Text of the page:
In Megan Mayhew Bergman’s new book of short stories, How Strange a Season, you will find a man lashed to a dock and screaming for repentance as a hurricane approaches. You will find hedge fund executives bashing in cars at the behest of a dominatrix.

A peach farm hangs on by a drought-ridden thread. The Strangler is hiding in your closet. All seven stories, and one novella, traverse critical questions about power, fidelity, and landscape, and the troubled humans who live in them. How Strange a Season offers an “evocative and engrossing collection of new stories and a novella about women experiencing life’s challenges and beauty.”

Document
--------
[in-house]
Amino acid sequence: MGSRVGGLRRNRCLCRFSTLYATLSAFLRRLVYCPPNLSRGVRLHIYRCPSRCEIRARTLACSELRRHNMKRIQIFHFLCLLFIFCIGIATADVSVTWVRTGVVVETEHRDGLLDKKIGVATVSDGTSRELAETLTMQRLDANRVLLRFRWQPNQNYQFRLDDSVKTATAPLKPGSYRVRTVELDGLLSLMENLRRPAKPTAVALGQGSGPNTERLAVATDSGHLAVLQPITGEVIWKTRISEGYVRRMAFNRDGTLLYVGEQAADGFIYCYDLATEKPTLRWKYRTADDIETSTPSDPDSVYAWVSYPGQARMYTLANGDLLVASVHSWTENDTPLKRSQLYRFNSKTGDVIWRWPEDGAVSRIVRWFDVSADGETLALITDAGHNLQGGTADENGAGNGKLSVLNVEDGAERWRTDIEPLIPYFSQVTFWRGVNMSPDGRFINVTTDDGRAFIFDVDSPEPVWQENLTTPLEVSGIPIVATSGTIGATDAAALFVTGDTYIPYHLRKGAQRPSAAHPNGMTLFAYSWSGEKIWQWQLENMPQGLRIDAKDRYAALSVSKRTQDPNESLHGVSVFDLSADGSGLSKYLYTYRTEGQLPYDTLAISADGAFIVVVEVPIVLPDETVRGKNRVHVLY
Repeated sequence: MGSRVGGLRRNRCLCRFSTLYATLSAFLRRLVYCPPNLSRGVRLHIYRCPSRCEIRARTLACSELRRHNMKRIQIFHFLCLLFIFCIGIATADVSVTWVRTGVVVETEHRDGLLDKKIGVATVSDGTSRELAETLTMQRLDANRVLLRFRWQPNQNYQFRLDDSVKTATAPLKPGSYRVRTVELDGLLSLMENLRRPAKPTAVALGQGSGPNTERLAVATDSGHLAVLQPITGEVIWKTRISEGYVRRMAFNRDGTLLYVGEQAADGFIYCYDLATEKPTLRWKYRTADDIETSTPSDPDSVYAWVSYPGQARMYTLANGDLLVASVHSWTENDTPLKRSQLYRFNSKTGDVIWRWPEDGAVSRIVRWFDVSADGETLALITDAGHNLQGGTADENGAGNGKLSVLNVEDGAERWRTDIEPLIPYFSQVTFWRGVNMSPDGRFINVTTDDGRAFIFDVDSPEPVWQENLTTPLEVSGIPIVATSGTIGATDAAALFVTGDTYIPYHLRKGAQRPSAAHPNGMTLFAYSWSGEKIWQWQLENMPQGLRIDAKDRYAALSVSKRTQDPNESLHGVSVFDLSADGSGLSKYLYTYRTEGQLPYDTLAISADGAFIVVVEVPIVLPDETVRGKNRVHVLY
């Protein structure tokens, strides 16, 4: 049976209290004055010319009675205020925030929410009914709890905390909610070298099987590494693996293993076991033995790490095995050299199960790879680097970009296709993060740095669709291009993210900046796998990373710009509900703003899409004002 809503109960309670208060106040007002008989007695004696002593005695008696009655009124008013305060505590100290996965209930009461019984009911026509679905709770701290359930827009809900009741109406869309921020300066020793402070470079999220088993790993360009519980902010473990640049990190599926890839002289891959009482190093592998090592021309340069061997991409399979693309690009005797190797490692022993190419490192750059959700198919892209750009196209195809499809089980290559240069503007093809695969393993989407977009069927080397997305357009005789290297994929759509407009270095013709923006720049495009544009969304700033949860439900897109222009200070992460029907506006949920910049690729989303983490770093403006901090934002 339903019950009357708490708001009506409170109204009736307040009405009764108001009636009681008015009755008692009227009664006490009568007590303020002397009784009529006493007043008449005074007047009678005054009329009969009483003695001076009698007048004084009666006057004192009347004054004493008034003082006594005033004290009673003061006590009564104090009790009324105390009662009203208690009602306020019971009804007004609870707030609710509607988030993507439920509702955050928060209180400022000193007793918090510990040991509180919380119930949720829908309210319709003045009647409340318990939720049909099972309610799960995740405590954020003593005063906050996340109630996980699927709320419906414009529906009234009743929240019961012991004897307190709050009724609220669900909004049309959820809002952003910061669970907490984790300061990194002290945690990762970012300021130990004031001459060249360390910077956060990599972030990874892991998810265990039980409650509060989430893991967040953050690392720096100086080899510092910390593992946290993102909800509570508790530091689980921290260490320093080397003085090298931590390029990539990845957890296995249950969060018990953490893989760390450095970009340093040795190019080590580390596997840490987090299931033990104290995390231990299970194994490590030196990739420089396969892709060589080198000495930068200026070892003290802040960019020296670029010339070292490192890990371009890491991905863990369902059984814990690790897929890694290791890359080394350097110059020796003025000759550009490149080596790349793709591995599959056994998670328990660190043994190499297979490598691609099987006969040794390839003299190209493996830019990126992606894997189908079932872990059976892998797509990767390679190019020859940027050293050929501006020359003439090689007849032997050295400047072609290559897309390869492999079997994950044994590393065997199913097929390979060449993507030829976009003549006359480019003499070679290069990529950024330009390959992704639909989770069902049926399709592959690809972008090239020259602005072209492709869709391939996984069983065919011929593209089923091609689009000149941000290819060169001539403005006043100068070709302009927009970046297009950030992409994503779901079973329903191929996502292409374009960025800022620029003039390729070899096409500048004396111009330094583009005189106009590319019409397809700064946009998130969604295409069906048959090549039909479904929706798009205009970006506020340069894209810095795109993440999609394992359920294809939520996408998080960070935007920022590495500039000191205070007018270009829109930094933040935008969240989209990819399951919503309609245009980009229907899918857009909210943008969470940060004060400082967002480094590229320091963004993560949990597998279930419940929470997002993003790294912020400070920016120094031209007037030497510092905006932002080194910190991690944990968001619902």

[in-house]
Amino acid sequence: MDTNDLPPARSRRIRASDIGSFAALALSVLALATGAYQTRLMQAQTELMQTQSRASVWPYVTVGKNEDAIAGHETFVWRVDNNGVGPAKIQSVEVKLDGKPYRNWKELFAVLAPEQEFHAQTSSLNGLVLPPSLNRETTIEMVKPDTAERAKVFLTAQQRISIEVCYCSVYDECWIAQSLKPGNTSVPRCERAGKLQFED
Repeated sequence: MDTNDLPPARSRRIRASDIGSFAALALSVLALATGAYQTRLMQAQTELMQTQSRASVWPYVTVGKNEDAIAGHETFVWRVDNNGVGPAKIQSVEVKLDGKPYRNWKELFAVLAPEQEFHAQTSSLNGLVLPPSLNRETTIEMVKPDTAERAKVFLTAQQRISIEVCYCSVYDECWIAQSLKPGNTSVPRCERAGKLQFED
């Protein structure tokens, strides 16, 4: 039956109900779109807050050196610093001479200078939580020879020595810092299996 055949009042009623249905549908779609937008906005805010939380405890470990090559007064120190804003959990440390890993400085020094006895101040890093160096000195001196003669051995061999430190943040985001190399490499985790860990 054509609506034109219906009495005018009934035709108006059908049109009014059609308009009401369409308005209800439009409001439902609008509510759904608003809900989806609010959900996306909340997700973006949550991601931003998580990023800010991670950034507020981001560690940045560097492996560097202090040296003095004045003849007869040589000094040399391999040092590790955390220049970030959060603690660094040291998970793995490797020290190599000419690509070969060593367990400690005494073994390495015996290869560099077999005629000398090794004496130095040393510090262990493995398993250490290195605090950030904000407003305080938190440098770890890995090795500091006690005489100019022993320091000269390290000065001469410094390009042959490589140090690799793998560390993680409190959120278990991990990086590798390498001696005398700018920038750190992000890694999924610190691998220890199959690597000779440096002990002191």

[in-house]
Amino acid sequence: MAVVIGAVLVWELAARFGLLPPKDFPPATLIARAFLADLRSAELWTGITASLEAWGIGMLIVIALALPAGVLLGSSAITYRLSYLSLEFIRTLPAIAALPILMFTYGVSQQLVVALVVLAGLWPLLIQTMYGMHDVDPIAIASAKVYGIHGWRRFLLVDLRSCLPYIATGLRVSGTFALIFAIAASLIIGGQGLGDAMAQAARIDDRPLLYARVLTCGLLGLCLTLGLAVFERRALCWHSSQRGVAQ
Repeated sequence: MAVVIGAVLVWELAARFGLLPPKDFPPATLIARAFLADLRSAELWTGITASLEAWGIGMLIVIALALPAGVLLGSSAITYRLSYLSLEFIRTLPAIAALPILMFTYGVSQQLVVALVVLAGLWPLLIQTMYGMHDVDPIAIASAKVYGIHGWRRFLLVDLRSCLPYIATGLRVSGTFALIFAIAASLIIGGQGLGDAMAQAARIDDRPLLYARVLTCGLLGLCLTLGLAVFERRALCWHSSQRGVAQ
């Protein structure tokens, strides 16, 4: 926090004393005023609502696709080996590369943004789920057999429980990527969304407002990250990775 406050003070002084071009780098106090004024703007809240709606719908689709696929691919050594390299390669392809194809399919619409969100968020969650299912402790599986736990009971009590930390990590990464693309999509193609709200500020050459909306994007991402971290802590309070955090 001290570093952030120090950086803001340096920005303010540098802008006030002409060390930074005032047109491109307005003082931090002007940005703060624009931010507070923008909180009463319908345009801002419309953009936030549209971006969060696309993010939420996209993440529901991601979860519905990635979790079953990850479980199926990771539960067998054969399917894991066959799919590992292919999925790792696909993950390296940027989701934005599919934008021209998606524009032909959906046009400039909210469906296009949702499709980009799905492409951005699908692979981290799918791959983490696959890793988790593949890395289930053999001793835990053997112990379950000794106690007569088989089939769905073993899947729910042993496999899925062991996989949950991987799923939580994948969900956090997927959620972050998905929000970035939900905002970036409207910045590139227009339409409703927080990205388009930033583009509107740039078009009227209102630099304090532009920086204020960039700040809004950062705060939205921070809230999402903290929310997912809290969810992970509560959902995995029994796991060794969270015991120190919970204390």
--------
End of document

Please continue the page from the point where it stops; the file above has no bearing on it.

Megan Mayhew Bergman is the author of Almost Famous Women and Birds of a Lesser Paradise. Her short fiction has appeared in two volumes of The Best American Short Stories and on NPR’s Selected Shorts. She has written columns on climate change and the natural world for The Guardian and The Paris Review. Her work has been featured in the New York Times, The New Yorker, Tin House, Ploughshares, Oxford American, and elsewhere. She teaches literature and environmental writing at Middlebury College, where she also serves as director of the Bread Loaf Environmental Writers’ Conference. She lives on a small farm in Vermont.